Now that Valentine's Day is upon us, let's offer a toast to the medieval Arabs from whom Europe learned to respect and honor the feminine. What?! That religion in which women are oppressed chattel, forced to cover themselves in black, segregated from public life! We are certain of our cultural superiority, of the high values of Western civilization, assuming that there has always been something innately superior about our Judaeo-Christian heritage.
Most people are unaware of how little honor was given to the feminine in the Graeco-Roman world, in early Christianity, and in Europe during the first thousand years of the common era. The Roman world offered no moral code worthy of admiration, nor any wholesome model of marriage. Christianity looked upon marriage as a necessary evil to preserve people from sin and facilitate procreation. Nowhere in the European world was Woman honored in the way that the knights of the desert did, following their ancient code of chivalry, muruah, or manliness, which combined physical prowess, heroic generosity, loyalty, and, above all, honoring and defending women.
Titus Burckhardt in Moorish Culture of Spain writes that the European chivalry of the Middle Ages was learned from the Spanish Moors. The quintessentially Western ideal of chivalry was unknown in the Western world until it came into Europe through Islamic Spain. The Moors, as they were called, were still living according to this code, prolifically composing poems and songs honoring the Feminine. Eventually, this was adapted by the Provençal troubadours from the Arab courts in Andalusia who sang of yearning for the beloved, elevating the sensibilities of the European mind from mere sensuality to a new refinement of emotion.
In the Arab context, there was always an ambiguity about whether it was the earthly beloved or the divine beloved that was being addressed, and this ambiguity was enjoyed, offering spiritual delight to the sensuous, and perhaps some sensuous delight to the spiritually minded. It is worth noting that the veneration of the Virgin Mary began around this time. While there had long been an esoteric current associated with Mary Magdalene in southern France, where she is believed to have settled after the death of Jesus, there is at least circumstantial evidence that the honoring of Mary, mother of Jesus, to whom all the cathedrals were dedicated, had entered European consciousness during this time both from the Spanish influences of Islamic Spain, as well as from the cultural cross pollination of the Crusades.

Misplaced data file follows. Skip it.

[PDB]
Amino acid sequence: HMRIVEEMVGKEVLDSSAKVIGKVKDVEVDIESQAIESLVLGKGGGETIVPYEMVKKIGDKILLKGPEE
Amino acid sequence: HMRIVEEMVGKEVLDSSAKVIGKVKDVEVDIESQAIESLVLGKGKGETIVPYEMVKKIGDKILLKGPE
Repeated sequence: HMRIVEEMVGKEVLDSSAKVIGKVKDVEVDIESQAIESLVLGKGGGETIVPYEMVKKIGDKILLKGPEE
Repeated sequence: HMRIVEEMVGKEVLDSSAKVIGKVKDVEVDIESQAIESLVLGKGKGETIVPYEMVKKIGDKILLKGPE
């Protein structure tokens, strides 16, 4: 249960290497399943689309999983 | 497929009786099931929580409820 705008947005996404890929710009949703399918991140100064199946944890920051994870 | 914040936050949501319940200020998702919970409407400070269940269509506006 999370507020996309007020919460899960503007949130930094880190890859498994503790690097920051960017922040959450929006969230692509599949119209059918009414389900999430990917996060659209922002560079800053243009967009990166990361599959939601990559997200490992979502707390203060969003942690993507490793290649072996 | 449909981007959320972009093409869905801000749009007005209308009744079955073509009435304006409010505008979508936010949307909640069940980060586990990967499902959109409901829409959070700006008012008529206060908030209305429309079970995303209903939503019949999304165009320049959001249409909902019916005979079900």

The great Cambridge scholar, R.A. Nicholson, wrote about the impact of Arab al-furusiyyah and muruah on European chivalry: "The chivalry of the Middle Ages is, perhaps, ultimately traceable to heathen Arabia. Knight-errantry, the riding forth on horseback in search of adventures, the rescue of captive maidens, the succor rendered everywhere to women in adversity -- all these were essentially Arabian ideas, as was the very name of chivalry, the connection of honorable conduct with the horse-rider, the man of noble blood, the cavalier ... But the nobility of the women is not only reflected in the heroism and devotion of the men; it stands recorded in song, in legend and in history."
Yes, contrary to the current myth that women are entirely degraded in Islamic culture, there was once a time when the Arabs civilized Europeans. One of the greatest of Muslim theologians, a Sufi, Ibn `Arabi (d. 1240), wrote that the contemplation of God is possible, indeed enhanced, through the human form: When man contemplates the Reality in woman he beholds God.
A similar influence entered the modern world with the recent wave of translations of the great poet Rumi. In a culture that is just beginning to heal the wounds of both life-denying Puritanism and heedless hedonism, Rumi's poetry helps us to embrace our humanness and find something profoundly sacred in this earthly life, and especially in the intimacy of human love.
There are conventions of Persian poetry that use the metaphor of the beloved in very sensual terms, and it is not surprising that readers might interpret these poems on at least two levels. While Rumi would not blame us for imagining a personal beloved, especially if the poem engenders a tender intimacy in human relationship, it is not quite what Rumi had in mind. He speaks often about the spiritual archetype of the "Lover," and for him this was the pinnacle of human attainment. Through the disciplines of the spiritual path, he had discovered something very sublime; he said "there is no greater love that love with no object."
You, ignorant of the marrow, deceived by the skin,
be aware. The Beloved is at the center of your soul.
The essence of the body is sensation and the essence of the senses is the soul.
Not until you transcend body, senses, and soul, is everything He/She (God).
(Rumi, Quatrain 322, translated by Kabir Helminski)
But such transcendence is not for everyone. And so, for this Valentine's Day, here is a Valentine's wish: As the Quran says, "Honor the wombs that bore you." May all women be honored, cherished, and protected, and may we honor all honest forms of love... and all true lovers.
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